The Sun News

Mote: Fall a great time for planting trees, shrubs

Many people do not catch the “planting bug” until spring, but fall is an excellent time to garden. Fall is especially a great time to plant tree and shrubs. Planting trees and shrubs in the fall and early winter gives them an optimum opportunity to establish before the summer heat and possible drought arrives. Even though the tops of deciduous plants go dormant for the winter and the tops of evergreen plants slow down, roots continue to grow. Since the tops demand little from the roots, the plants’ energy can be funneled to the roots for growth and establishment.

When planting in the fall, you will do everything that you do in the spring except fertilize. The best time to fertilize your plants will be in the late winter or early spring. Here are some basic tips for fall planting. When planting a group of shrubs, thoroughly cultivate the beds 8-12 inches deep. For a single shrub, dig a hole twice as wide and as deep as the plant’s root ball. When planting balled and burlapped plants, cut the cord or wire from around the stem and remove it. Then remove the top third or the burlap from around the root ball. Also make sure that the top of the root ball is level with the soil surface. Back fill the hole with the same soil you removed. Lightly pack it with your hands and water when it’s half-filled and completely filled to remove air pockets around the roots. Cover the planting surface with 3-5 inches of mulch. Just like the summer, plants will need water in the fall and winter when it’s dry. When watering, direct water to the root ball where it is needed the most.

Now is also time to plant your fall vegetable garden. There are several types of vegetable crops that can be planted and harvested in the cooler months. Beets, broccoli, cabbage, carrots, cauliflower, collards, lettuce, mustard, onions, radishes, spinach and turnips all work well in a fall garden.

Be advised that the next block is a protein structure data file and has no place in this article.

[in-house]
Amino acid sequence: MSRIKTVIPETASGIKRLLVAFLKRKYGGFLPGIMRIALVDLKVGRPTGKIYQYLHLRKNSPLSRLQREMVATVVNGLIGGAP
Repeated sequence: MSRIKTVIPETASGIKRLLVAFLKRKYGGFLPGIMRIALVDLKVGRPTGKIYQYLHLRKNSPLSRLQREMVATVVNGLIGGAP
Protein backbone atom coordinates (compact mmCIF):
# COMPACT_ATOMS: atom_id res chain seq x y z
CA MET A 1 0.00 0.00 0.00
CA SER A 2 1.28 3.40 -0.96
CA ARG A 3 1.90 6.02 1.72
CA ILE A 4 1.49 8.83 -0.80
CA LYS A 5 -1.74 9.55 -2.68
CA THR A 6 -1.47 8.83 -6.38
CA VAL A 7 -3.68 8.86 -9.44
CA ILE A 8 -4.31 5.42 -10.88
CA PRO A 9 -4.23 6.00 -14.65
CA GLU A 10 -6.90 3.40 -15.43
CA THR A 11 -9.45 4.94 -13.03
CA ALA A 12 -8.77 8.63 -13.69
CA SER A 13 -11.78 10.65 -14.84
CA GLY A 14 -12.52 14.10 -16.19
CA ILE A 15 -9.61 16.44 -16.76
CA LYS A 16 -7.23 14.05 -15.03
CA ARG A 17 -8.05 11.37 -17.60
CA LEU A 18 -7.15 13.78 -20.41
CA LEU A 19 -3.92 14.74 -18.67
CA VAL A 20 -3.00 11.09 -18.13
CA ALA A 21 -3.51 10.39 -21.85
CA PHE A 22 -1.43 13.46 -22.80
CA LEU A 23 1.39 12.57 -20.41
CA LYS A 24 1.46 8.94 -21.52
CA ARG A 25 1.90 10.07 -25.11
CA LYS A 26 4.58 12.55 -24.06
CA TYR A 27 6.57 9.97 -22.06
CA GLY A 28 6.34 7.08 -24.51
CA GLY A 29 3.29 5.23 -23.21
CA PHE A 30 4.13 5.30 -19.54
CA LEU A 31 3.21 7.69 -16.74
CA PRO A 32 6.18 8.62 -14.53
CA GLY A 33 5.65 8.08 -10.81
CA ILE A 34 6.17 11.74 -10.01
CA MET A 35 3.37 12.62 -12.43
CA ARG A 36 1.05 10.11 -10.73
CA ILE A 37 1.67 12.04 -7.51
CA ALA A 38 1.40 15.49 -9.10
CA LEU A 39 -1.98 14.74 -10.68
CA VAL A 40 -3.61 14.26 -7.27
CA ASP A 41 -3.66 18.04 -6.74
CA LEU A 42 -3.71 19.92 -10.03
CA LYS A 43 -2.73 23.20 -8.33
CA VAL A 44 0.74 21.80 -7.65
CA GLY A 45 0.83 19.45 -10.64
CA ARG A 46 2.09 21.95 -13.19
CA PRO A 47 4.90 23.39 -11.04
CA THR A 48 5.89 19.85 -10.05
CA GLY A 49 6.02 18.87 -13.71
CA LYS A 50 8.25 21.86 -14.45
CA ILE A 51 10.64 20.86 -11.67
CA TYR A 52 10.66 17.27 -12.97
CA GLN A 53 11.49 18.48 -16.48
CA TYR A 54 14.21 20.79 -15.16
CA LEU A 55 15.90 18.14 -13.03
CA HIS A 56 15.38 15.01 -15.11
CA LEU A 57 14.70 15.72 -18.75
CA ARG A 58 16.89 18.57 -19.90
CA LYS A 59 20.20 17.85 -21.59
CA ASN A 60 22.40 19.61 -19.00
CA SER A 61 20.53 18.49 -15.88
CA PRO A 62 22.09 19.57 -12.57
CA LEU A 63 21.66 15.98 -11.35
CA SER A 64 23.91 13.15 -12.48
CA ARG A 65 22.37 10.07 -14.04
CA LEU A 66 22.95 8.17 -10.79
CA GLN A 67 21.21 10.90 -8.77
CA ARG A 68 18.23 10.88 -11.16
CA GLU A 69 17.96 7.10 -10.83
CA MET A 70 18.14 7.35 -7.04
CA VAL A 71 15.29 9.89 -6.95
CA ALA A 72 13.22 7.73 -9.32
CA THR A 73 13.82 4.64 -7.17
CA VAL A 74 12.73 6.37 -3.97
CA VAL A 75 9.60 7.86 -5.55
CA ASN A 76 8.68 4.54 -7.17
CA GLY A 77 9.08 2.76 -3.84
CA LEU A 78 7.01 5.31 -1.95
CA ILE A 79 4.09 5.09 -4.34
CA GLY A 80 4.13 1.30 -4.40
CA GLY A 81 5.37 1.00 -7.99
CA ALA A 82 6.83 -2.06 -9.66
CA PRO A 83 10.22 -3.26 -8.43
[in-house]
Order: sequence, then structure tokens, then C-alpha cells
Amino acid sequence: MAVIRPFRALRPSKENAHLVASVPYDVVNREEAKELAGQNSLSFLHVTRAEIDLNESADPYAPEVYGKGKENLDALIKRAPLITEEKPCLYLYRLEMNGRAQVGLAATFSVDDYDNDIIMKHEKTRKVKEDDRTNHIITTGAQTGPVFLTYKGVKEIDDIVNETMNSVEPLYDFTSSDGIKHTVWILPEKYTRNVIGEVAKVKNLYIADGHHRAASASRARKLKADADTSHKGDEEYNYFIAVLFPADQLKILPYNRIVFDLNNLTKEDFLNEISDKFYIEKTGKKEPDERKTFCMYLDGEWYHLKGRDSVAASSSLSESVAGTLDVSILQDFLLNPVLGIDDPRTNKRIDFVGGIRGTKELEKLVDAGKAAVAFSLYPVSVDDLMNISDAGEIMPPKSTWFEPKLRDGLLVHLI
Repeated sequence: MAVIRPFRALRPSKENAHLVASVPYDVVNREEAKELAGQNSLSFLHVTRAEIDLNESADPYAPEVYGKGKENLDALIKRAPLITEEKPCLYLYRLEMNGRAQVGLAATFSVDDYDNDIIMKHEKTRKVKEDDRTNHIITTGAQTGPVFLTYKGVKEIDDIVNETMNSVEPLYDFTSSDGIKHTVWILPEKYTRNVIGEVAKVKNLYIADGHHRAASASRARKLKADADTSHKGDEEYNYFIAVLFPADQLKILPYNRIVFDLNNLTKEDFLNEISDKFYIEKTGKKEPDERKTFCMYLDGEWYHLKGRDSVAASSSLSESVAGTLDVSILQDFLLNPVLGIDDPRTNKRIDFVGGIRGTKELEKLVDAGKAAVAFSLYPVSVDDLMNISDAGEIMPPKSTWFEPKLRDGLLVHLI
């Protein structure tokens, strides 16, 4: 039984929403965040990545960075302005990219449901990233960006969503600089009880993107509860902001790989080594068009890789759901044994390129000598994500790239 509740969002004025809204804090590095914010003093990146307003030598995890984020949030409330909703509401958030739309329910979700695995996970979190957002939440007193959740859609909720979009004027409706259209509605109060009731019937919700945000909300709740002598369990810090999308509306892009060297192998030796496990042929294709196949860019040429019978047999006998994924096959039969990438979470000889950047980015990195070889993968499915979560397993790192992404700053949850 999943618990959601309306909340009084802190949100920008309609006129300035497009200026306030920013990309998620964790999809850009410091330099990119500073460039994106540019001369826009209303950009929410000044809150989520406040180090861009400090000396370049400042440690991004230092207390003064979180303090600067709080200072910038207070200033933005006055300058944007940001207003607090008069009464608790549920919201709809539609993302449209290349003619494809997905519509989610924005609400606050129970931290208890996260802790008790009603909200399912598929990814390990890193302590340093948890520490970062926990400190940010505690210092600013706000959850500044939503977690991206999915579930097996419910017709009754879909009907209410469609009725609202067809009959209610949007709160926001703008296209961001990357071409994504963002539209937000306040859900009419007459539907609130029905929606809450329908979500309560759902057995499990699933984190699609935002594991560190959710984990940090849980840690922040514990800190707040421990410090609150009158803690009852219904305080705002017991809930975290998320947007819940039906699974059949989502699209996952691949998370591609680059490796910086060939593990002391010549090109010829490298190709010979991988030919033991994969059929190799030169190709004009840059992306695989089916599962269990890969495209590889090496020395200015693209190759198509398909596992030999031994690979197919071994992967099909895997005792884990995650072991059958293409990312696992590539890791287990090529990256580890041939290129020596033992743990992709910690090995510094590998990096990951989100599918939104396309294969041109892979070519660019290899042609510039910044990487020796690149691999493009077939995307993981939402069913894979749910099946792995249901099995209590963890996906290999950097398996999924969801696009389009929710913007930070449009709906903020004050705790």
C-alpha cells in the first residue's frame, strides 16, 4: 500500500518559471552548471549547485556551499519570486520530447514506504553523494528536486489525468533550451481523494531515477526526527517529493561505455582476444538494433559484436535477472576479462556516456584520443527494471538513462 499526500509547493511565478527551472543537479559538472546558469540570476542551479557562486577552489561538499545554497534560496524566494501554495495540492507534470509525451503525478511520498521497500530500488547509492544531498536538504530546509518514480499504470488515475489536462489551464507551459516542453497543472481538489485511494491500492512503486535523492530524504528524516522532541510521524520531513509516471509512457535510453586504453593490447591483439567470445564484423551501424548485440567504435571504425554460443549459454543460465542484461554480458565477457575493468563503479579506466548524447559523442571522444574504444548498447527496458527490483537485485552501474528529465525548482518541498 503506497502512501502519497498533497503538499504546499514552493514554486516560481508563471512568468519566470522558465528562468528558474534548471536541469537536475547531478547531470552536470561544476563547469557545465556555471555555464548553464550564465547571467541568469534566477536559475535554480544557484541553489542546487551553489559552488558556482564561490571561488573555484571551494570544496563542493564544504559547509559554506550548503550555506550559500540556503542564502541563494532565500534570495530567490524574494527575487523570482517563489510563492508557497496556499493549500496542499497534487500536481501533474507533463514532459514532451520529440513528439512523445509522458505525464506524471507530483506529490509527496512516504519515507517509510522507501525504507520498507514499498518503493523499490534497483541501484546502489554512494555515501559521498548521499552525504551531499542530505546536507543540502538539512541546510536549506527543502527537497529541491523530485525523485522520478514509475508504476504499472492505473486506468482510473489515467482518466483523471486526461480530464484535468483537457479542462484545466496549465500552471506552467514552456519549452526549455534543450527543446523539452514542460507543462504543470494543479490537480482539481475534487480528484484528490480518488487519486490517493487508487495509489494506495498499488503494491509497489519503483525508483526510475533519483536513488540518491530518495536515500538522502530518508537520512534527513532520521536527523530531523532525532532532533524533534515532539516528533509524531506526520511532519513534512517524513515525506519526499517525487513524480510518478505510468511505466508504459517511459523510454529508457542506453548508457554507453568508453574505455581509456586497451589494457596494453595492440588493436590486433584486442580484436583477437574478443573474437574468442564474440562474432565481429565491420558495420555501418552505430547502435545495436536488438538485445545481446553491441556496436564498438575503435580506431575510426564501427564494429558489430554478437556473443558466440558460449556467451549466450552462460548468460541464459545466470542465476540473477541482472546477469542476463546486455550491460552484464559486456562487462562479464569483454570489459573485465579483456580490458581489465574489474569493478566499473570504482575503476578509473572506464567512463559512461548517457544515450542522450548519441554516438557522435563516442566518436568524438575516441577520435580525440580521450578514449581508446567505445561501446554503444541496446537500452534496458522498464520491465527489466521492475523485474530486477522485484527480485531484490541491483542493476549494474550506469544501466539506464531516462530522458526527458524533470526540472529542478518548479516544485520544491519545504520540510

Many deciduous trees have lovely foliage in the fall, but when it comes to winter they are quite bare. To add some color, look for deciduous trees that have colorful bark like the Coral Bark Japanese Maple. Evergreens can also add color to your winter landscape. One of my favorite winter flowers is the pansy. Pansies provide a variety of color in the winter. You can begin planting pansies in October. Spring flowering bulbs should also be planted in October-December

Fall is a wonderful time to get outside and enjoy the cooler weather, and while you are outside you might as well do a little gardening.

Source: extension.uga.edu

For more information on any program area, contact Houston County Extension at 478-987-2028 or drop by our office in the old courthouse, downtown Perry, 801 Main St. Office hours are 8 a.m.-5 p.m., Monday through Friday. Visit our website at www.caes.uga.edu/extension/houston for more news about your local Extension office.

*Check out my blog at http://blog.extension.uga.edu/houston/

DATES TO REMEMBER

Aug. 28: CAFO/NPDES permitting meeting, UGA Tifton Campus, Tifton 10:30 a.m.-12 p.m.

Sept. 1: Labor Day, Office closed

Sept. 11: Fall Planting Class, Houston County Extension Office, Perry 6:30-8:30 p.m. Cost is $10, Register by Sept. 5

Sept 18-20: MGCG Fall Plant Sale, State Farmers Market, Macon

Oct. 2-12: Georgia National Fair

Oct. 2-5: State Market Lamb and Goat Show

Oct. 2-5: GNF Steer and Heifer Show

Oct. 9-11: Junior Market Hog Show

Oct. 11-12: Junior Invitational Steer and Heifer Show

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